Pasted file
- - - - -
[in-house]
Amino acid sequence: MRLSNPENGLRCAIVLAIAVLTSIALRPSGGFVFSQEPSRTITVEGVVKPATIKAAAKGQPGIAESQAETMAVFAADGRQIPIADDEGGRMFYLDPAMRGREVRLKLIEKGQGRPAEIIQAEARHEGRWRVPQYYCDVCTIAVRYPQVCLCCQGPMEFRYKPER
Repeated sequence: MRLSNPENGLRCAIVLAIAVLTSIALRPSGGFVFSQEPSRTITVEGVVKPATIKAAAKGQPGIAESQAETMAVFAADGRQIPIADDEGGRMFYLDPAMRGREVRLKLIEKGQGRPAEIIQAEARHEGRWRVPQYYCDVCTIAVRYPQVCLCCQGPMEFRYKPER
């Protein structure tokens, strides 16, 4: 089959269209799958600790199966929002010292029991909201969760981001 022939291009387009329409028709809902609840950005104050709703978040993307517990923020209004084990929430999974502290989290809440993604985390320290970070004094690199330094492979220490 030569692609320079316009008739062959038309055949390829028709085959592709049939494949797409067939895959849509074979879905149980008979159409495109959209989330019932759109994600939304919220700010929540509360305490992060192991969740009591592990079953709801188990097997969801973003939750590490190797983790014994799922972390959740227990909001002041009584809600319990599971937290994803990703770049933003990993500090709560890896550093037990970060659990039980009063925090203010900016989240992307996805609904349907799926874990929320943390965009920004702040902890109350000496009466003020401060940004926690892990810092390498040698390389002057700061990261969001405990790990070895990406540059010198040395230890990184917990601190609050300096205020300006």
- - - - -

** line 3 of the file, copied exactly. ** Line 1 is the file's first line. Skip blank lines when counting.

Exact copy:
Repeated sequence: MRLSNPENGLRCAIVLAIAVLTSIALRPSGGFVFSQEPSRTITVEGVVKPATIKAAAKGQPGIAESQAETMAVFAADGRQIPIADDEGGRMFYLDPAMRGREVRLKLIEKGQGRPAEIIQAEARHEGRWRVPQYYCDVCTIAVRYPQVCLCCQGPMEFRYKPER